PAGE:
The rabbits didn’t get less cute, exactly, but their cuteness receded behind considerable intelligence and quite a bit of mystery. The same thing happened, from another direction, with the black birds – crows? ravens? magpies? – that also figure prominently in the exhibit: at first they were worrisome presences, if not slightly threatening ones, but when I looked at them more closely, they revealed their variety and personalities. It was a pleasure to take another few passes around the gallery, looking again and again at the bunnies and birds – and also noticing some other startling works, such as the life-sized “birds” made from stainless steel formed to look like bolts with legs. In short: highly recommended. (The show closes on Saturday, October 17.)

Sunday, the family took a lovely road trip to Rochester to see friends and to take in David Lefkowitz’s sprawling “Other Positioning Systems” show at the Rochester Art Center. The show includes all kinds of Lefkotwitz’s excellent work: sculptures, installations, and many paintings. There were too many jaw-dropping pieces to comment on all of them, but I especially liked the massive styrofoam city, mounted vertically:

David Lefkowitz, Plan 2
David Lefkowitz, "Plan 2"

and the cardboard-and-plywood “Stump #1.” Though my girls didn’t come along to the show, they would have liked the tiny “Detritus” paintings, especially the one of three stacked Cheerios. To me, though, the best piece in the show was a massive “sketch” of a pile of garbage, but actually made not from ink, paint, or even the actual garbage itself, but from sticks and twigs hotglued to the wall. It looked a lot like this, which is to say, stop-in-your-tracks striking. Again, I highly recommend the Lefkowitz show (which runs until January 10, 2010) – and the drive through the autumn prairies and woods to Rochester doesn’t stink, either.

(As someone who works with words and not images or things, I must include an aside: both David’s and Kelly’s artists statements and other texts were perfectly lucid, engaging, and interesting. I’ve “read” – or at least passed my eyes over – plenty of horrible artists’ statements, but these were the utter opposite. Every word helped me understand the art better – even the whimsical names for Kelly’s rabbits!)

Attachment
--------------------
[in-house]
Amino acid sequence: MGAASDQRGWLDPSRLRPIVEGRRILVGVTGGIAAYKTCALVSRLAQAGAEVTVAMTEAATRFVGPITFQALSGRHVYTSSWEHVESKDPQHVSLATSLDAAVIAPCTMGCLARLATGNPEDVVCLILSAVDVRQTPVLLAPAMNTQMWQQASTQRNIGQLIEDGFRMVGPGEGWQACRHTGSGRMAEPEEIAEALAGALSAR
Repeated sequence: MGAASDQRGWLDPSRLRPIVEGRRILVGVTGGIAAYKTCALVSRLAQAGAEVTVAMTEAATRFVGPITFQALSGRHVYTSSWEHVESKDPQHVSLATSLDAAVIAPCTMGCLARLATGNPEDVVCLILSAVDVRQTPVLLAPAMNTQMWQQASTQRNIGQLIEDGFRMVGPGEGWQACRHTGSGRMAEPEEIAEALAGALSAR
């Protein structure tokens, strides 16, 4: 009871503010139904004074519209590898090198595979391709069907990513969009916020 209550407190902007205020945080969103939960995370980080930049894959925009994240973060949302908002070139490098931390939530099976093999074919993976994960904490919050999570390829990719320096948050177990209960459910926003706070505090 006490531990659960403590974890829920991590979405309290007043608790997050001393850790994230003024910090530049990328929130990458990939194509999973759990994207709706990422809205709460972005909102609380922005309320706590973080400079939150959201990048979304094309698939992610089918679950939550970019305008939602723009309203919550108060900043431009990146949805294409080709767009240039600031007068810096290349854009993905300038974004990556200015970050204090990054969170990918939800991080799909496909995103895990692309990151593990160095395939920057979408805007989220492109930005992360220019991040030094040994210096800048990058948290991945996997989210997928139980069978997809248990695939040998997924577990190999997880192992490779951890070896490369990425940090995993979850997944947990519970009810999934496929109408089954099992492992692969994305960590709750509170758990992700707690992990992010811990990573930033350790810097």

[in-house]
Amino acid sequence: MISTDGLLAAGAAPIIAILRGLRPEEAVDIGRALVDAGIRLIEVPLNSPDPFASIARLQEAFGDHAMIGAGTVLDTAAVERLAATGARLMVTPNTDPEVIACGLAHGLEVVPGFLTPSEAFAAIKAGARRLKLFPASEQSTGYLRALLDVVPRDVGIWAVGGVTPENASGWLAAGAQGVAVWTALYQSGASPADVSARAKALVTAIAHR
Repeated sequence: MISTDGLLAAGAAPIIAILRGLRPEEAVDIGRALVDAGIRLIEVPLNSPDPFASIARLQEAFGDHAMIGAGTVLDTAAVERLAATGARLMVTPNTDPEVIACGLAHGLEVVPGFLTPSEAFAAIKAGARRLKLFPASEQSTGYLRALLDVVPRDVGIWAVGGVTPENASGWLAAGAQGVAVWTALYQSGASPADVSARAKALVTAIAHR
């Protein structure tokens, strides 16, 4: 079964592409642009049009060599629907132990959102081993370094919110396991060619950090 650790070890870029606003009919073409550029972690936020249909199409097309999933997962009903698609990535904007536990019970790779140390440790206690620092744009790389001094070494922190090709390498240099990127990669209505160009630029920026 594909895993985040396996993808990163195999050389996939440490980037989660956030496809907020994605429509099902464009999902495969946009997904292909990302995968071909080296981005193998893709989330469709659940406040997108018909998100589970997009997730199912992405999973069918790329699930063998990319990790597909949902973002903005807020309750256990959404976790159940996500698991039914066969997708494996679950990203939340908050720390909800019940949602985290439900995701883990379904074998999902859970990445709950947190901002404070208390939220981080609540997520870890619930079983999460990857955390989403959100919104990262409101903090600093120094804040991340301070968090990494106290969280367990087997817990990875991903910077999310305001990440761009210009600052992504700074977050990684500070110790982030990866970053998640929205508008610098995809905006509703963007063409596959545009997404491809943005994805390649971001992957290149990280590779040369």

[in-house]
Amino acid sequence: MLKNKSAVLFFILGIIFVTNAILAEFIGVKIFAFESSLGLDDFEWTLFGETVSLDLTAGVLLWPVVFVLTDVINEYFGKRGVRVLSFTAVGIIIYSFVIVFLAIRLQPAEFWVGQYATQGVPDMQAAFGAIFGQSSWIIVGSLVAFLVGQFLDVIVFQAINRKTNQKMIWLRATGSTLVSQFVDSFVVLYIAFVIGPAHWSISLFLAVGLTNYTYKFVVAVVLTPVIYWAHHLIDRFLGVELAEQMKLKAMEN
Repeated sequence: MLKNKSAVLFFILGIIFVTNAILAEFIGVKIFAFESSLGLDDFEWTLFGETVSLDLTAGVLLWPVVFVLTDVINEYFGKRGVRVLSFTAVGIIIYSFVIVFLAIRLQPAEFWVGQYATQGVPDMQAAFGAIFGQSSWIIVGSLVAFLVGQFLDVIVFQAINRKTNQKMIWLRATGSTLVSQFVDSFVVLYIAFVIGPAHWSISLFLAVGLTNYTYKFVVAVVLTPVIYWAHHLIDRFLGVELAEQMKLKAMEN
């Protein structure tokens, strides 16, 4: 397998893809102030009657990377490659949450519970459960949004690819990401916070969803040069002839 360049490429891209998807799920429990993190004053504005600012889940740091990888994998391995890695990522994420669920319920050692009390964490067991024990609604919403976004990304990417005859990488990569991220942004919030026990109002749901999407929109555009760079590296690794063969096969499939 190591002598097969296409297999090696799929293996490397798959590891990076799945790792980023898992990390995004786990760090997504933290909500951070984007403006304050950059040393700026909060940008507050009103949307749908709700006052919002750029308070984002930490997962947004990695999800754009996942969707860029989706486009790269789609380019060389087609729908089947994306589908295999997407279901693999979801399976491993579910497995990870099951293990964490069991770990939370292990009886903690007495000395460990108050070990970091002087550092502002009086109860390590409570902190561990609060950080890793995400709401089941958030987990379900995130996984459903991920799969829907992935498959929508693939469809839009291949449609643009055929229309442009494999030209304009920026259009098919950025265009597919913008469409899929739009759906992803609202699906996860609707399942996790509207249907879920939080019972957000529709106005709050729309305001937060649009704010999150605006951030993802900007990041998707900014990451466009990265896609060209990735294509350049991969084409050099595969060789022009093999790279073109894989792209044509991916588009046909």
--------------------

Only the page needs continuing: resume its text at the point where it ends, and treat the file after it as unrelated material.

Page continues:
Alpaca 2009

Having had a darn good time at National Alpaca Day last year, the family headed out to the Fossum alpaca farm north of town on Sunday to visit again with the bizarre camelids (and the miniature Mediterranean donkeys, and the two adorable goats). Vicki had organized the event differently this year, making it quite a bit easier for the girls to get up close to the alpacas, which made the girls (seen here with a friend) pretty happy. The alpacas were less happy, but pretty docile and very, very soft.
Alpaca Farm!

Tractor Auction!

On my way back from a bike ride the other day, I saw something surprising and impressive: hundreds of pieces of farm equipment lined up in a field on the farm of Palmer Fossum, a well-known Northfield farmer who died in 2007The whole lot of them will be auctioned off next month, and could pull in as much as a half-million dollars, with some of the tractors being plain cool

Fossum Tractor
Fossum Tractor

and others being pretty rare:

A 1949 Ford 8N equipped with a flathead V-8, for example, originally sold for about $1,500… The tractor, one of three known originals in the world, could fetch upwards of $15,000.

The auctioneer’s website has close-up shots of many of the machines, but it’s amazing to see the whole field full of tractors, implements, combines, trucks, parts, and god knows what else… (Click here and here for the fuller-size images.)

Tractor Auction

Tractor Auction

Valley Grove Ride

Though a morning outing with the girls on their bikes went quite badly, with innumerable stops and even more fussing about the act of physical exertion, I decided to risk the pay obeisance to the cycling gods by venturing to the locally-famous hills on Valley Grove Road, southeast of town. I found a nice little route that was about two-thirds gravel roads (my favorite surface) and one-third paved roads. The the toughest climbs (none longer than a mile) were on pavement, and just before I reached them, I had good look at the Valley Grove churches, two century-old Norwegian churches that overlook a swath of beautiful prairie). It was a fun hour’s ride, and wonderfully scenic, too.

September 26 Ride

(The road in the right background is the road from which I took the second photo.)

September 26 Ride

The red barn is visible from at least a couple miles away.